For the first weekend of April, Winnipeggers can spend a night at the opera, see a new dystopian thriller shot by a Winnipeg-born director, or take a musical venture to Louisiana.
Here’s what you can check out for the April 5-7 weekend.
Shannah-Lee Vidal’s pick: Level 16
Some of us have gone through some difficult times when we were in school. Former Winnipegger Danishka Esterhazy is no exception. In fact, her experiences attending high school are what inspired a dystopian thriller.
Level 16 is a new film written and directed by Esterhazy. It’s set at a boarding school for girls who are subject to prison-like conditions. The main character, Vivian, is in the final year of school — Level 16.
However, it seems something sinister is afoot. Vivian and the other girls are forced to follow orders in order to be considered “clean” and be adopted after the school year concludes — but it’s obvious this is no ordinary boarding school.
Level 16 is now playing at Winnipeg’s Cinematheque, with the final showings Friday at 7:00 p.m. and Saturday at 9:00 p.m.
General admission is $10, $8 for students and seniors. Tickets are available at the box office or online.
Colton Hutchinson’s pick: The Barber of Seville
Figaro, Figaro, Figaro! Tricksters and romantics of all ages be on alert — Manitoba Opera brings The Barber of Seville to the stage this weekend.
The classic comic opera by Gioachino Rossini has been performed for over 200 years — and brought to a generation of kids by pop culture’s favourite rabbit, Bugs Bunny.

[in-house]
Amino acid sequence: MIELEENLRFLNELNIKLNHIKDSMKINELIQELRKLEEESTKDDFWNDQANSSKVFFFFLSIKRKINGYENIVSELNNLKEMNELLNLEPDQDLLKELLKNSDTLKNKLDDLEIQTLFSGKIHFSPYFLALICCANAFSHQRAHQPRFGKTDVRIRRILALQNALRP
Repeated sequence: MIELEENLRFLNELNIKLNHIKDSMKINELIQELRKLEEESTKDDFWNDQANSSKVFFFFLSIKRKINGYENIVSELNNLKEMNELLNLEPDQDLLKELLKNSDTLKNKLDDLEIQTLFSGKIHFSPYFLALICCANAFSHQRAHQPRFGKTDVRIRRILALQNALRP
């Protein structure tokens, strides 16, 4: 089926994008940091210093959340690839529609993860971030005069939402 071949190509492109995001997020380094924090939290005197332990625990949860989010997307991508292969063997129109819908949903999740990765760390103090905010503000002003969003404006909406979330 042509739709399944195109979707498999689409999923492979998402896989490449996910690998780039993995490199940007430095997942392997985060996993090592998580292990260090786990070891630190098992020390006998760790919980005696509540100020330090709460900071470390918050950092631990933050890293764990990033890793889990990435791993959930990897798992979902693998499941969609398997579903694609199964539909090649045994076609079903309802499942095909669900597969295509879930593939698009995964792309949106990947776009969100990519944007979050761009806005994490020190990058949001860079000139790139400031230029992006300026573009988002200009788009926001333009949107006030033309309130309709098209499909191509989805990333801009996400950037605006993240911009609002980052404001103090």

Veteran Canadian baritone Elliot Madore takes the lead of Figaro in his Manitoba Opera debut, alongside Canadian mezzo-soprano Andrea Hill as the stunning Rosina.
An easy-to-follow tale of love and intrigue leaves room for the comedic staging and powerful voices to shine in a performance fit for the whole family.
The Barber of Seville was last performed by the Manitoba Opera in 2010, so take advantage of your once-in-a-decade chance to see this classic.
The show opens Saturday at 7:30 p.m. at the Centennial Concert Hall. Following performances are Tuesday, April 9 at 7 p.m. and Friday, April 12 at 7:30 p.m.
Ismaila Alfa’s pick: NOLA night
There ain’t no party like a New Orleans party!
And you’ll get a chance this weekend to experience that yourself. Saturday night at Times Change(d) High and Lonesome club is NOLA night, with the soundtrack for the evening provided by Winnipeg’s own Dirty Catfish Brass Band.
There’s just something about the sound of a brass band that just makes you shake your stuff in a second line.
If you’re not sure what a “second line” is, here’s the explanation:
There are two parts to a brass band parade: there’s the parade marshal, brass band and whoever is being honoured. And then there are the revelers who follow behind, waving handkerchiefs and dancing — they are the second line.
Second lining has been called “the quintessential New Orleans art form — a jazz funeral without a body.” The African-American community began second lines as neighbourhood celebrations. The neighbourhood organizations offered social aid to freed slaves, such as loans and insurance, and used the second lines as a form of advertising.
Second lines were also used to honour members who died in the community, which launched the idea of second lines at funerals.
And now that you know the background, you can be part of a second line Saturday night at Times Change(d).
There are two shows Saturday night — one at 7 p.m. and one at 10 p.m. Tickets are just $10.